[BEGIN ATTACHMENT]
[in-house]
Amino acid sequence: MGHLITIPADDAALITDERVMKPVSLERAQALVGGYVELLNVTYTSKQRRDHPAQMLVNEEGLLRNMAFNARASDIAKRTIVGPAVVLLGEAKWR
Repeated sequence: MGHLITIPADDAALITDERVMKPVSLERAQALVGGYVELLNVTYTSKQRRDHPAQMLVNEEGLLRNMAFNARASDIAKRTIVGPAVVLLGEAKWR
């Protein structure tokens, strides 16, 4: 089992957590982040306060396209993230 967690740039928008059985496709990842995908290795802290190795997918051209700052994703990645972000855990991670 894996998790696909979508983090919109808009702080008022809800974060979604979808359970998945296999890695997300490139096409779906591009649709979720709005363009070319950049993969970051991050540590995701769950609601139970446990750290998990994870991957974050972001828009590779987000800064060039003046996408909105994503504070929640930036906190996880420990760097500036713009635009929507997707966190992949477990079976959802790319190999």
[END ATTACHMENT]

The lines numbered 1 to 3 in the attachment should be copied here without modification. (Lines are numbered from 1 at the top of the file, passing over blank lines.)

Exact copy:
[in-house]
Amino acid sequence: MGHLITIPADDAALITDERVMKPVSLERAQALVGGYVELLNVTYTSKQRRDHPAQMLVNEEGLLRNMAFNARASDIAKRTIVGPAVVLLGEAKWR
Repeated sequence: MGHLITIPADDAALITDERVMKPVSLERAQALVGGYVELLNVTYTSKQRRDHPAQMLVNEEGLLRNMAFNARASDIAKRTIVGPAVVLLGEAKWR